Saturday, May 10, 2008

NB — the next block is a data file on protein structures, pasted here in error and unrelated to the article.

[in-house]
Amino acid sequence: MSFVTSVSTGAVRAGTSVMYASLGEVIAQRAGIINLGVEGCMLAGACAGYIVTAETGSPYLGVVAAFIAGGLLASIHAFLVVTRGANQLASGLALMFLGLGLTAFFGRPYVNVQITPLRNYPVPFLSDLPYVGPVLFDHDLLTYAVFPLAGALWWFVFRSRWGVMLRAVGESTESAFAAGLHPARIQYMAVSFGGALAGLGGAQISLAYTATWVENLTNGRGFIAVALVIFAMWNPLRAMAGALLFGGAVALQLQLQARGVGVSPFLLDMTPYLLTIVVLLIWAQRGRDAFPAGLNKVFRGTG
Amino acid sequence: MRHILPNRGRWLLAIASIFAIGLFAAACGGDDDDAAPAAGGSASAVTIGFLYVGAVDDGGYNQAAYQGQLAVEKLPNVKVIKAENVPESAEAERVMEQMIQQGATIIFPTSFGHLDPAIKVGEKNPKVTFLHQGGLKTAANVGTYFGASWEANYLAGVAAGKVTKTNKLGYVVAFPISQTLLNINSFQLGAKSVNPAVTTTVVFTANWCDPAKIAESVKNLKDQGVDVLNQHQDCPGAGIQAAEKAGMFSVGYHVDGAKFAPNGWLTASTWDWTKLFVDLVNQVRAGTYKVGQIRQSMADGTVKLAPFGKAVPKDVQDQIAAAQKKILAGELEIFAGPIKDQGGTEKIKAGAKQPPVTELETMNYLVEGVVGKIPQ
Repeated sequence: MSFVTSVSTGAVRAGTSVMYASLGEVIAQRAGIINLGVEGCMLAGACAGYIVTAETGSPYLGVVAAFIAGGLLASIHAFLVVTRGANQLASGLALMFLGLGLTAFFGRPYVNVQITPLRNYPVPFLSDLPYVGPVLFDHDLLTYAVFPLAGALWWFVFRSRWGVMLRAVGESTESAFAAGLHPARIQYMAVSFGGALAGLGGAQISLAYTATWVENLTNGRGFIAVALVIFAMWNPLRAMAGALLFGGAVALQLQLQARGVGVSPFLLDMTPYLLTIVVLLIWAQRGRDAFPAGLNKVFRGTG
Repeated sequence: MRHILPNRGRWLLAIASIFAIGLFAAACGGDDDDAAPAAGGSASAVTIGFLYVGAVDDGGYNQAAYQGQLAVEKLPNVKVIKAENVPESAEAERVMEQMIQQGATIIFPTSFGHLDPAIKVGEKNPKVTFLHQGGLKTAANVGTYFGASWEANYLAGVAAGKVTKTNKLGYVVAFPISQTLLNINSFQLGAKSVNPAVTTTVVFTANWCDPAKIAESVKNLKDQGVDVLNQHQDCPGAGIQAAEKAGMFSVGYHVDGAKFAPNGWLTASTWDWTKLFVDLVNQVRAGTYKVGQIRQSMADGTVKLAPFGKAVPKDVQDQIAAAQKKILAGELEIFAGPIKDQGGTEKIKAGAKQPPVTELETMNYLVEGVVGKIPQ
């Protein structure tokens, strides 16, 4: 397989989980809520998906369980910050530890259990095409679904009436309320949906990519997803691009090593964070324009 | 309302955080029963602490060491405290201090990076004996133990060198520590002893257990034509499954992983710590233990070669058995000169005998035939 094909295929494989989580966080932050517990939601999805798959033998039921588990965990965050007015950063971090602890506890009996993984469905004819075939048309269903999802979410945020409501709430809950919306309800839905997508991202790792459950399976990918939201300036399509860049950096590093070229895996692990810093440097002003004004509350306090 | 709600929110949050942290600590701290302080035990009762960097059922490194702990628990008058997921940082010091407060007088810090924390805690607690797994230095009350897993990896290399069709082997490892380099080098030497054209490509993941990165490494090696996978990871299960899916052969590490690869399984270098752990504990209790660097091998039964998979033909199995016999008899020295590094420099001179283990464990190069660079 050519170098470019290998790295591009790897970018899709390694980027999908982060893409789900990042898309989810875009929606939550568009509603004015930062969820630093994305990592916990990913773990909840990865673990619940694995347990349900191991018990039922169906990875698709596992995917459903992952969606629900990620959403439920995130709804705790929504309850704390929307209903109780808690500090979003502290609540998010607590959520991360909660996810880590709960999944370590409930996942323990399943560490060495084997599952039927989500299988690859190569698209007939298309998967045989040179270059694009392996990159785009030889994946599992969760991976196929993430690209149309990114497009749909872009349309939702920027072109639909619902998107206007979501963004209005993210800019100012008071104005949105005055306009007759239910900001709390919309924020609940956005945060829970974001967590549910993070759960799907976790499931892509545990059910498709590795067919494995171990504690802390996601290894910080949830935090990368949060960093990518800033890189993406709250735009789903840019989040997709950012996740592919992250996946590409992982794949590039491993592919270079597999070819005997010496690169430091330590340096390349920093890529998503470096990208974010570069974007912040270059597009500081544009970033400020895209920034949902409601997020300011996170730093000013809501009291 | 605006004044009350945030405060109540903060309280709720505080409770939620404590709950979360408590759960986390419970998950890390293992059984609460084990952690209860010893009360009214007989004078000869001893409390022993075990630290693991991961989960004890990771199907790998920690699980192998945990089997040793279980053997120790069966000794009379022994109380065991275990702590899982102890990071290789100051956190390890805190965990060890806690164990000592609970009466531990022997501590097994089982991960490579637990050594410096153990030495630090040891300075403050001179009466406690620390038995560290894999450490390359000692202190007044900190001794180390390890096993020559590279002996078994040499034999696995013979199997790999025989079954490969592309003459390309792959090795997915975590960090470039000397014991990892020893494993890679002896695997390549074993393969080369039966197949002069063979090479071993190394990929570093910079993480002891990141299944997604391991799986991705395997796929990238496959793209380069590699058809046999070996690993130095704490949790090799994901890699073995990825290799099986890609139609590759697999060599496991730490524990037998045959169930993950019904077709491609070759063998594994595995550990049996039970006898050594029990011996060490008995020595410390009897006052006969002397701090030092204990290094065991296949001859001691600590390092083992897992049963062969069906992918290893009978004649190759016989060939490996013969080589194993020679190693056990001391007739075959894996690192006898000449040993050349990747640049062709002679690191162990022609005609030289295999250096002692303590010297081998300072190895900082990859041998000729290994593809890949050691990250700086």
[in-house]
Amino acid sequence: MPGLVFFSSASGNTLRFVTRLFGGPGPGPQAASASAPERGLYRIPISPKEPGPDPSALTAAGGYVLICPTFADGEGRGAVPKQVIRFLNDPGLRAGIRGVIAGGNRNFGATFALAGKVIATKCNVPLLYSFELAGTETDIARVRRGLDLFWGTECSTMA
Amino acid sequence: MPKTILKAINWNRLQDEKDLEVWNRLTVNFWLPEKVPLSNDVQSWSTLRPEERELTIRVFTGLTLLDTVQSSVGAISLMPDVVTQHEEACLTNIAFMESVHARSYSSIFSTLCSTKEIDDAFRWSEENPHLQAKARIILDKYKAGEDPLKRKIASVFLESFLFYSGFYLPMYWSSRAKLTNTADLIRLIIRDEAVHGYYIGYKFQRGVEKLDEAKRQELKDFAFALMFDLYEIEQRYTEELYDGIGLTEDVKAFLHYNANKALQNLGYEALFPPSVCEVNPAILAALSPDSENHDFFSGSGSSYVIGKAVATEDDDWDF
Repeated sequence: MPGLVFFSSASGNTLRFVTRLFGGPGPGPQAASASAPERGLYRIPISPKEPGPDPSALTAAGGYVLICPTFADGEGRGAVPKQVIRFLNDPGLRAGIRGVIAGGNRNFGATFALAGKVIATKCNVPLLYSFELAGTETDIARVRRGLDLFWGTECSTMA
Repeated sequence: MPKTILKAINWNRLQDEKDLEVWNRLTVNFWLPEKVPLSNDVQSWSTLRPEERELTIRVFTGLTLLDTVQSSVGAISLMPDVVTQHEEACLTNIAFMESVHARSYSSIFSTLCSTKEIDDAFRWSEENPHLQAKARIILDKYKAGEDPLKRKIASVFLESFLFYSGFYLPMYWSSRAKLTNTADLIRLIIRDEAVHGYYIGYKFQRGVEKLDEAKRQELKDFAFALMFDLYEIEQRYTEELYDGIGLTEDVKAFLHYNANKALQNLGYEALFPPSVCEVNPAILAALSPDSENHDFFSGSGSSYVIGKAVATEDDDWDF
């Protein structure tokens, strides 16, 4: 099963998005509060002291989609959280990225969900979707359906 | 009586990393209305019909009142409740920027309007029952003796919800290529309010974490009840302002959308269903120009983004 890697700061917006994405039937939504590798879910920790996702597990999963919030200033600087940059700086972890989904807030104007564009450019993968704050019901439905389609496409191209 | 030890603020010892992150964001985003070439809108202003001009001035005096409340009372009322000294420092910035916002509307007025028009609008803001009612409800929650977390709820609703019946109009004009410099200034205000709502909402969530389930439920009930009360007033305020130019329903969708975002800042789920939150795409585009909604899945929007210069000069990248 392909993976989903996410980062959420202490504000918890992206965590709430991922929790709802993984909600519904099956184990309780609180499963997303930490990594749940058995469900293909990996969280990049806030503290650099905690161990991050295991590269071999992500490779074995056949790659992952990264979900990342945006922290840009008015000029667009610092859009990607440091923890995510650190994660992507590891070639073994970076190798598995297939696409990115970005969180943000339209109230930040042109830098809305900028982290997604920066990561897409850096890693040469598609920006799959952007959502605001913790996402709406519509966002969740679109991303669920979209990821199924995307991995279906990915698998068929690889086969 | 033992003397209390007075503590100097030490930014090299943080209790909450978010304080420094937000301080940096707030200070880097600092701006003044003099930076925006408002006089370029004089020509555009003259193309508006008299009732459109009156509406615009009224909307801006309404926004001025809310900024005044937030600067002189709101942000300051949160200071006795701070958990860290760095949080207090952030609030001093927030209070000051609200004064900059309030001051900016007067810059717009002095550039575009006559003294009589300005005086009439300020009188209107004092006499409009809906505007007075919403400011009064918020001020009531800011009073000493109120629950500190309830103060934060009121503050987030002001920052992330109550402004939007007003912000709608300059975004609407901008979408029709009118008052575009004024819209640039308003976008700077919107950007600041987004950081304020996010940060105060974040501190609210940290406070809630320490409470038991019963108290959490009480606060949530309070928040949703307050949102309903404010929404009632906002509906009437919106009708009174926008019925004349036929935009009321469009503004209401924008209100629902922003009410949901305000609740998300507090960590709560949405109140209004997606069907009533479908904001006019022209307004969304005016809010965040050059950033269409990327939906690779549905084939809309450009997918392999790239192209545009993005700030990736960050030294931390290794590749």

Ahmad Fatfat and the rest. You need to watch Samir Ja`ja` (Ga`ga` in Egyptian accent) on Arabiyya TV today. He had a picture of Saint Sharbil behind him (he was canonized after evidence of his three miracles was presented to the Vatican, and one of them was Baba Ghannuj), and they arranged for a children encyclopedia near him, to make him look like an intellectual. But the most obscene discourse was the statement that this guy read yesterday on behalf of March 14th movement. Only As-Safir newspaper noted the irony: he paid tribute to Beirut it his statement when it suffered under Israeli occupation in 1982. As-Safir asked: where was Ja`ja` (Ga`ga` in Egyptian accent) at the time? He was a guide, like other Lebanese Forces commanders, with the Israeli occupation troops and they were bombarding the city, and his armed goons were implementing the siege of the city by banning food and water from entering West Beirut. The Lebanese Forces checkpoints imposed the (Israeli) siege of Beirut (of course, the people of Beirut managed to get in what they needed through smuggling and effective bribery of LF troops at checkpoints. I remember once we had great strawberries through a great bribery scheme at one LF checkpoint). But in commenting on the developments you have to say a word about Sa`d Hariri, who remains in hiding, and whose appearance two days ago ensured that his militia men would not fight against Hizbullah and Amal. He appeared a broken man and almost fainted while struggling through the statement that they wrote for him. But the racist discourse of the Hariri people is quite astounding: they refer to Shi`ites (civilians and armed ones) in Beirut as "invaders", although many of them were born in the city and not in South Lebanon, and yet most of the Hariri militia men were brought in from North Lebanon. I expressed fears about thuggish Amal militia men roaming the streets of Beirut, and today an Amal militia man presumably fired at a demonstration. But let me say this: the tense climate in the city, and the sectarian tensions in the city are largely the work of the Hariri Inc OVER THREE YEARS. They were the ones who incited and agitated along sectarian lines, and now both sides harbor suspicions and animosities against one another. The Hariri clerics from the North to the South have participated in the most blatant sectarian fitnah the likes of which the country has never known. This started in the parliamentary elections (arranged by Larsen) in 2005 and did not stop ever since. For the Hariri Mufti of the republic to do his best impersonation of Zarqawi is to try to steer Sunni public opinion toward Al-Qa`idah ideology, although Al-Qa`idah will not take root in a place like Lebanon despite the best efforts of the Hariri Inc. It looks like Fitnah will not occur because Hariri militia men will not fight and die for the Hariri family and for the Saudi royal family. The don't like Shi`ite militias but they will not fight them. Given the performance of Sa`d Hariri--not even speaking to his constituency, and not even speaking to his own journalists who were victims of the attacks on Hariri media throughout the city yesterday--I would not be surprised if the Saudi royal family is already discussing changes in the Hariri family leadership. Saudi media were rather cautious in the first day of clashes (don't you like how after the surrender of HUNDREDS of Hariri militia men to opposition armed groups the Hariri and Saudi propagandists are now denying that there was any Hariri militia--no, there were but they did not fight, get it?), but they got their marching orders from House of Saud yesterday, and the sectarian agitation began in earnest. At least Jumblat, unlike the hiding Hariri, continued to speak and to give interviews although he referred to the issues that HE HIMSELF help spark as "a misunderstanding." Make no mistake about it: if Amal and Hizbullah plan to rule the city, the horrific experience of the 1980s will be repeated, and the people of the city from all sects will quickly be fed up with them. They were so fed up with Druze and Shi`ite militias in 1987 that people started begging Syrian troops to come to Lebanon to save them from the militias. In fact, An-Nahar (the right-wing, sectarian Christian, anti-Syrian (people), anti-Palestinian (people) sheet) today said that the Syrian government is offering mediation in the Lebanese crisis. What? Is Rustum Ghazalah planning a comeback? He must be watching the developments in Lebanon while eating popcorn. I hate when the various sides in Lebanon invoke "democracy" or "the rule of law" or "the modern state" when fighting with one another. Lebanon is a country that never had any of that. Today, that Sanyurah guy (the anointed Dahlan guy in Lebanon), hoping to lift the burden from himself, transferred the decisions (the one referring to the chief security at airport and the Hizbullah communication system which sparked the crisis) from the government to the Lebanese Army. (And he made sure to insert Qur'anic citations in his speech, very much like Saddam Husayn in defeat). That is quite clearly unconstitutional. The Lebanese Army leadership is subordinate to the government, and not vice versa. But the very nomination (to the presidency) of the Lebanese army commander-in-chief is unconstitutional. And just yesterday Ahmad Fatfat (Minister of Ping Pong) stated that the Lebanese government wound not under any circumstances rescind its deicions. Today, Sanjyurah did just that. And let us face it: if you want to resist Israeli occupation in Lebanon you can't share power with the likes of Hariri, Jumblat, and Ja`ja`. Just as you can't resist Israeli occupation of Palestine while sharing power with Muhammad Dahlan. Yet, Hizbullah does not know that, it seems. And the Saudi-Qatari rapprochement may come to and end with this crisis: Qatar decided to take Syria's side (and consequently Hizbullah's side) in Lebanon. Saudi media are miffed. It remains a mystery as to why the Lebanese Army remained neutral--i.e., biased and sympathetic to Shi`ite militias in the city, during this crisis. It is either due to attempts by Michel Sulayman to win over Shi`ite support, or due to the sectarian composition of the Lebanese Army which has a Shi`ite majority. No many want solutions. Rudwan As-Sayyid was rather odd in his appearance on AlArabiya TV: at one point I am told he snapped at Rima Maktabi, and seemed to be issuing orders. That is the extent of the incestuous relationship between Hariri Inc and Saudi media. As-Sayyid spoke like a local Hariri militia commander who can't get his armed men back into positions. And is it not hilarious when Rudwan As-Sayyid complains about Hizbullah's loyalty to Iran and Syria--which is true of course, when As-Sayyid represents a movement that is loyal to Saudi Arabia/US/Israel? Both opposing movements in Lebanon have outside allegiances, so please don't preach--especially you who I have seen on TV crying over the death of King Fahd for one whole week. As you watch events unfold in Lebanon, you become more convinced that only secular (and preferably anti-clerical, a la French secularism) parties and leaders could steer the country toward unity, but that is unlikely and that is why Lebanon is not viable as a country. I love it when Saudi media bring (independent) Lebanese "analysts" (who just happen to be working for Saudi and Hariri media) and they always preface their remarks by praising the wisdom of Sa`d Hariri. Wisdom?